This Week in New York Insider's Guide to Arts & Culture in New York City Since 2001



(photo by Monique Carboni)

A drug-addict mother (Chloë Sevigny) and her troubled son (David Levi) prepare for battle in Downtown Race Riot (photo by Monique Carboni)

The New Group at the Pershing Square Signature Center
The Romulus Linney Courtyard Theatre
480 West 42nd St. between between Ninth & Tenth Aves.
Tuesday - Sunday through December 23, $20-$100

Not a whole lot of the New Group world premiere of Seth Zvi Rosenfeld’s Downtown Race Riot makes sense. Continuing through December 23 at the Signature Center’s Romulus Linney Courtyard Theatre, the one-act play, set in an apartment in Greenwich Village in 1976, is dominated by its long, deep set by master designer Derek McLane, which stretches across the space, consisting of, from left to right, a bedroom, a living room / kitchen with a small cast-iron clawfoot tub, and another bedroom. The center section juts one row into the audience, assuming added intimacy, while many of the seats in the left and right sections offer limited, sharply angled views that require patrons to stretch their bodies to try to see what’s going on, which is not really that much, as most of the action takes place center stage. Oddly, many people in the first row placed their drinks and even a bag or hat on the stage itself while waiting for the rest of the crowd to enter; one of the theater employees had to tell them that doing that was a no-no. The individual rooms are splendidly decorated, with one bedroom filled with pictures and posters of 1970s celebrities and music groups, the kitchen capturing the feel of the schlocky era, and the far bedroom a tribute to a former flower child. I realize that I’ve gone on at length about the set, primarily because it’s the most interesting part of the play; the story, inspired by an actual 1976 riot in Washington Square Park, is slack and uninvolving, with unlikable characters and questionable plot developments.

(photo by Monique Carboni)

New Group world premiere looks at real 1976 riot in Washington Square Park (photo by Monique Carboni)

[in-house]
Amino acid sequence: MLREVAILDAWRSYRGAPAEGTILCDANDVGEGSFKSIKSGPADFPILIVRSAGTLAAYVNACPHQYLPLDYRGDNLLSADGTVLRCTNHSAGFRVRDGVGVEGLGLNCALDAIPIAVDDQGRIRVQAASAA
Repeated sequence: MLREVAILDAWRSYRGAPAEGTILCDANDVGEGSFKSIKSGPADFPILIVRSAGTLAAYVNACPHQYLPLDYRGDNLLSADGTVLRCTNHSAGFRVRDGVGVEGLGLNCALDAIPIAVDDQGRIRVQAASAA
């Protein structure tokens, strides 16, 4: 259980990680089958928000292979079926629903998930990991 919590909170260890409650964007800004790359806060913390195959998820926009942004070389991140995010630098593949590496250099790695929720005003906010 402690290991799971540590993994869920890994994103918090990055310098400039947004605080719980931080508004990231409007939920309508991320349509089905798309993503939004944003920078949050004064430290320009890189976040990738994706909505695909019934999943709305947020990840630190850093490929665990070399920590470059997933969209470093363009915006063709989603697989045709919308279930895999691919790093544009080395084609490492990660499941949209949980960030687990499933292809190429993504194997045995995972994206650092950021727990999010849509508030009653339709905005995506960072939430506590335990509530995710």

Chloë Sevigny plays Mary Shannon, a thirty-nine-year-old drug addict and single mother living on disability and constantly coming up with new scams to bring in money. Her twenty-one-year-old daughter, Joyce (Sadie Scott), is a lesbian who is looking to move out, while her eighteen-year-old son, Jimmy, known as Pnut (David Levi), has no big plans except for hanging out. His best friend is Marcel “Massive” Baptiste (Moise Morancy), a Haitian American considered an acceptable black; Pnut is also acquainted with Italian troublemakers Jay 114 (Daniel Sovich) and Tommy-Sick (Cristian DeMeo). Later the family is visited by lawyer and former hippie Bob Gilman (Josh Pais), who just confuses the story, which takes place during one endless day as Joyce comes on to Massive, Pnut makes hamburgers, Mary shoots up, and the teenage boys get ready to hurt some people in the park. “The whole neighborhood is goin’ out there with pipes and bats and it’s open season on yans and piss-a-ricans,” Pnut tells his mother, who replies, “Are you demented? Did I bring you up to be a KKK member? We’re in Greenwich Village, for chrissakes. This is where people come to be free.” (There is also plenty of hatred for gays and Jews.) Director Scott Elliott, the New Group’s artistic director who recently helmed terrific productions of Mercury Fur, Evening at the Talk House, and The Whirligig, can’t do much with Rosenfeld’s (The Flatted Fifth, The Get Down) muddled, stilted dialogue or the inefficient acting, although it is a treat to see Oscar nominee Sevigny so up close and personal — she previously appeared onstage with the New Group in 1998 in Hazelwood Junior High and two years later in What the Butler Saw. And as fab as McClane’s set is, it ends up only adding to the problems of the hundred-minute play, as you won’t know where to look when all three rooms are occupied at the same time. Of course, if you are in one of the numerous partial-view seats, you might not have much of a choice, nor might you care.

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